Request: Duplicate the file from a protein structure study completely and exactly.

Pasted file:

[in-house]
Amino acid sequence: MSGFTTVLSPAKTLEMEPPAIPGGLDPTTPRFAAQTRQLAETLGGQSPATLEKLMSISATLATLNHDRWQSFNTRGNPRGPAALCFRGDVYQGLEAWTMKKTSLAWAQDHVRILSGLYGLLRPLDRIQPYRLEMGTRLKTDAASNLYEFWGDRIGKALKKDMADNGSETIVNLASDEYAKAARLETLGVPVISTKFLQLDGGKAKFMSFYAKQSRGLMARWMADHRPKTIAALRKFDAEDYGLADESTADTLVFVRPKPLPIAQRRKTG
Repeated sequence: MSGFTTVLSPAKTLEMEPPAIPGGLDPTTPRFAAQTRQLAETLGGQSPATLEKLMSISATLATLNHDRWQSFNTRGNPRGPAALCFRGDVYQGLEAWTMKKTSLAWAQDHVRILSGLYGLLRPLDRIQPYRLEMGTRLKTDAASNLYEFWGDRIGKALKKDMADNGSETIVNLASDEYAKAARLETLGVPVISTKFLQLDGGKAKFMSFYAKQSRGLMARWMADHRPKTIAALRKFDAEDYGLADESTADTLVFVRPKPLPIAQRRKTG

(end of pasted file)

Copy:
[in-house]
Amino acid sequence: MSGFTTVLSPAKTLEMEPPAIPGGLDPTTPRFAAQTRQLAETLGGQSPATLEKLMSISATLATLNHDRWQSFNTRGNPRGPAALCFRGDVYQGLEAWTMKKTSLAWAQDHVRILSGLYGLLRPLDRIQPYRLEMGTRLKTDAASNLYEFWGDRIGKALKKDMADNGSETIVNLASDEYAKAARLETLGVPVISTKFLQLDGGKAKFMSFYAKQSRGLMARWMADHRPKTIAALRKFDAEDYGLADESTADTLVFVRPKPLPIAQRRKTG
Repeated sequence: MSGFTTVLSPAKTLEMEPPAIPGGLDPTTPRFAAQTRQLAETLGGQSPATLEKLMSISATLATLNHDRWQSFNTRGNPRGPAALCFRGDVYQGLEAWTMKKTSLAWAQDHVRILSGLYGLLRPLDRIQPYRLEMGTRLKTDAASNLYEFWGDRIGKALKKDMADNGSETIVNLASDEYAKAARLETLGVPVISTKFLQLDGGKAKFMSFYAKQSRGLMARWMADHRPKTIAALRKFDAEDYGLADESTADTLVFVRPKPLPIAQRRKTG